Category: nvidia

NVidia Tiny Linux Kernel and TrustZone

The NVidia Tiny Linux Kernel (TLK), is 23K lines of BSD licensed code, which supports multi-threading, IPC and thread scheduling and implements TrustZone features of a Trusted Execution Environment (TEE). It is based on the Little Kernel for embedded devices.

The TEE is an isolated environment that runs in parallel with an operating system, providing security. It is more secure than an OS and offers a higher level of functionality than a SE, using a hybrid approach that utilizes both hardware and software to protect data. Trusted applications running in a TEE have access to the full power of a device’s main processor and memory, while hardware isolation protects these from user installed apps running in a main operating system. Software and cryptographic isolation inside the TEE protect the trusted applications contained within from each other.

TrustZone was developed by Trusted Foundations Software which was acquired by Gemalto. Giesecke & Devrient developed a rival implementation named Mobicore. In April 2012 ARM, Gemalto and Giesecke & Devrient combined their TrustZone portfolios into a joint venture Trustonic, which was the first to qualify a GlobalPlatform-compliant TEE product in 2013.

A comparison with other hardware based security technologies is found here. Whereas a TPM is exclusively for security functions and does not have access to the CPU,  the TEE does have such access.

Attacks against TrustZone on Android are described in this blackhat talk. With a TEE exploit,  “avc_has_perm” can be modified to bypass SELinux for Android. By the way, Access Vectors in SELinux are described in this wonderful link. “avc_has_perm” is a function to check the AccessVectors allows permission.

NVidia Volta GPU vs Google TPU

A Graphics Processing Unit (GPU) allows multiple hardware processors to act in parallel on a single array of data, allowing a divide and conquer approach to large computational tasks such as video frame rendering, image recognition, and various types of mathematical analysis including convolutional neural networks (CNNs). The GPU is typically placed on a larger chip which includes CPU(s) to direct data to the GPUs. This trend is making supercomputing tasks much cheaper than before .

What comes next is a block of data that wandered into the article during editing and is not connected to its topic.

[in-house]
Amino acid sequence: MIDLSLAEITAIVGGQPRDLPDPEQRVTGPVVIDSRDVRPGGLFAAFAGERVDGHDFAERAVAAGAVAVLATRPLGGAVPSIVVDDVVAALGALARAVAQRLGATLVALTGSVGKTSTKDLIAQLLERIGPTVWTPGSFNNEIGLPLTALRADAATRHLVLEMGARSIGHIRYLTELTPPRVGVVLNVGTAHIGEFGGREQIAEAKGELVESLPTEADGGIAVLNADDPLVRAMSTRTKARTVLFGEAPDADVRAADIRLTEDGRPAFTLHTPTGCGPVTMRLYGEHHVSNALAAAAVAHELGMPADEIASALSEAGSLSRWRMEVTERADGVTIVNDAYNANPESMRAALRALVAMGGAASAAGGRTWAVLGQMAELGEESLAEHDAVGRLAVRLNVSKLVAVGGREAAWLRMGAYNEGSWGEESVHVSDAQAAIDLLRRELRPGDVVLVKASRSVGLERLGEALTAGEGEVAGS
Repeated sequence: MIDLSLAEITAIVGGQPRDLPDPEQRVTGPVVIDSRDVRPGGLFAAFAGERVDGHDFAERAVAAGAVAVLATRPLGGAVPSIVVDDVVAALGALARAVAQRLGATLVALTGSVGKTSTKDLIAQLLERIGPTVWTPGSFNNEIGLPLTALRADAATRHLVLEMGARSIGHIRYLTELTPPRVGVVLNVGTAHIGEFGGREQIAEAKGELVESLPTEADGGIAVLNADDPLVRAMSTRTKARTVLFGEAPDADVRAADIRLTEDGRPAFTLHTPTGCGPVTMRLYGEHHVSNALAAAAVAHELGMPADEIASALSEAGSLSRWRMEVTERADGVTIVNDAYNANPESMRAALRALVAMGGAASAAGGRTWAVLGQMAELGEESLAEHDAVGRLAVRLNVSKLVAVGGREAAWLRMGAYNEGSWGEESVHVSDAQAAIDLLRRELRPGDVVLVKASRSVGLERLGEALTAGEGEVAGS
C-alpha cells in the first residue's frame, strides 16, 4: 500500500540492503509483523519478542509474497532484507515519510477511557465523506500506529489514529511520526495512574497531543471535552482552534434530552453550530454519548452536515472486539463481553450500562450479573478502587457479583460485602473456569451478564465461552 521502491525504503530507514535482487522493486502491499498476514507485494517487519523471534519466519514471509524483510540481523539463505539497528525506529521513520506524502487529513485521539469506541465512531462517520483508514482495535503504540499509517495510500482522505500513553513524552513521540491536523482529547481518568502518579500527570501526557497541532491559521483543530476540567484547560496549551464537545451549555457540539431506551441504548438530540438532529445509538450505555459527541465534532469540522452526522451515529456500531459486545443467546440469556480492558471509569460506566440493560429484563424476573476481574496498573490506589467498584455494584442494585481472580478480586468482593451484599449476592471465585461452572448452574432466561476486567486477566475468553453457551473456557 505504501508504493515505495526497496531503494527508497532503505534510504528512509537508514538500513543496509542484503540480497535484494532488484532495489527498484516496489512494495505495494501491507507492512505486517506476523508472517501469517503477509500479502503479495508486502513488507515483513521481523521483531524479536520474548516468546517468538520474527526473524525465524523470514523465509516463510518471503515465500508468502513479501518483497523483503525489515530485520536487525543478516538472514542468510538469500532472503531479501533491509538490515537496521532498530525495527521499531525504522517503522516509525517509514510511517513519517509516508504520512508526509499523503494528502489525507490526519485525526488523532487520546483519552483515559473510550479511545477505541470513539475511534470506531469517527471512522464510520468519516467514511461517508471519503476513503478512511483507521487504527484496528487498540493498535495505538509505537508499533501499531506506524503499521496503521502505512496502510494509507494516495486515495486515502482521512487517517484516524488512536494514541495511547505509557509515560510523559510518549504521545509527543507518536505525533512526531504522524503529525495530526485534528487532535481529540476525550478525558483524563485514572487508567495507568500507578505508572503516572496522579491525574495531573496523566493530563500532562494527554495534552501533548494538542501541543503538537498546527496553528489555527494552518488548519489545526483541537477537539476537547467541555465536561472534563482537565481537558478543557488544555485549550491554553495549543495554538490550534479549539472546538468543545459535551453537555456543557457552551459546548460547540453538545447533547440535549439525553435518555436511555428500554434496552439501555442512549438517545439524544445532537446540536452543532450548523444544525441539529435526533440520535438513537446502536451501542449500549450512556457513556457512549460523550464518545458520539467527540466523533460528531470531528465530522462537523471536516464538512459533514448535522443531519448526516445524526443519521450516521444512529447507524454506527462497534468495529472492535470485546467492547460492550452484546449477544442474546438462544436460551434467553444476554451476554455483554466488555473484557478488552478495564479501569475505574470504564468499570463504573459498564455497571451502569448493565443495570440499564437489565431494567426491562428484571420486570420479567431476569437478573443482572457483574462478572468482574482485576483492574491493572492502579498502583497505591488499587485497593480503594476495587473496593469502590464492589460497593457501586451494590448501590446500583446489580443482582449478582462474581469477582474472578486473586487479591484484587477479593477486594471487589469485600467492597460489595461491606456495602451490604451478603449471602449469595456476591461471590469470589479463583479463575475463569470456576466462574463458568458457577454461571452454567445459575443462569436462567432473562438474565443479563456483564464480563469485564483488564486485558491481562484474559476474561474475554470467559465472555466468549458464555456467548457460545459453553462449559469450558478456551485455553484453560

Tesla_v100 is a System on Chip (SoC) which contains the Volta GPU which contains TensorCores, designed specifically for accelerating deep learning, by accelerating the matrix operation D = A*B+C, each input being a 4×4 matrix.  More on Volta at . It is helpful to read the architecture of the previous Pascal P100 chip which contains the GP100 GPU, described here – .  Background on why NVidia builds chips this way (SIMD < SIMT < SMT) is here – .

Volta GV100 GPU = 6 GraphicsProcessingClusters x  7 TextureProcessingCluster/GraphicsProcessingCluster x 2 StreamingMultiprocessor/TextureProcessingCluster x (64 FP32Units +64 INT32Units + 32 FP64Units +8 TensorCoreUnits +4 TextureUnits)

The FP32 cores are referred to as CUDA cores, which means 84×64 = 5376 CUDA cores per Volta GPU. The Tesla V100 which is the first product (SoC) to use the Volta GPU uses only 80 of the 84 SMs, or 80×64=5120 cores. The frequency of the chip is 1.455Ghz. The Fused-Multiply-Add (FMA) instruction does a multiplication and addition in a single instruction (a*b+c), resulting in 2 FP operations per instruction, giving a FLOPS of 1.455*2*5120=14.9 Tera FLOPs due to the CUDA cores alone. The TensorCores do a 3d Multiply-and-Add with 7x4x4+4×4=128 FP ops/cycle, for a total of 1.455*80*8*128 = 120TFLOPS for deep learning apps.

3D matrix multiplication3d_matrix_multiply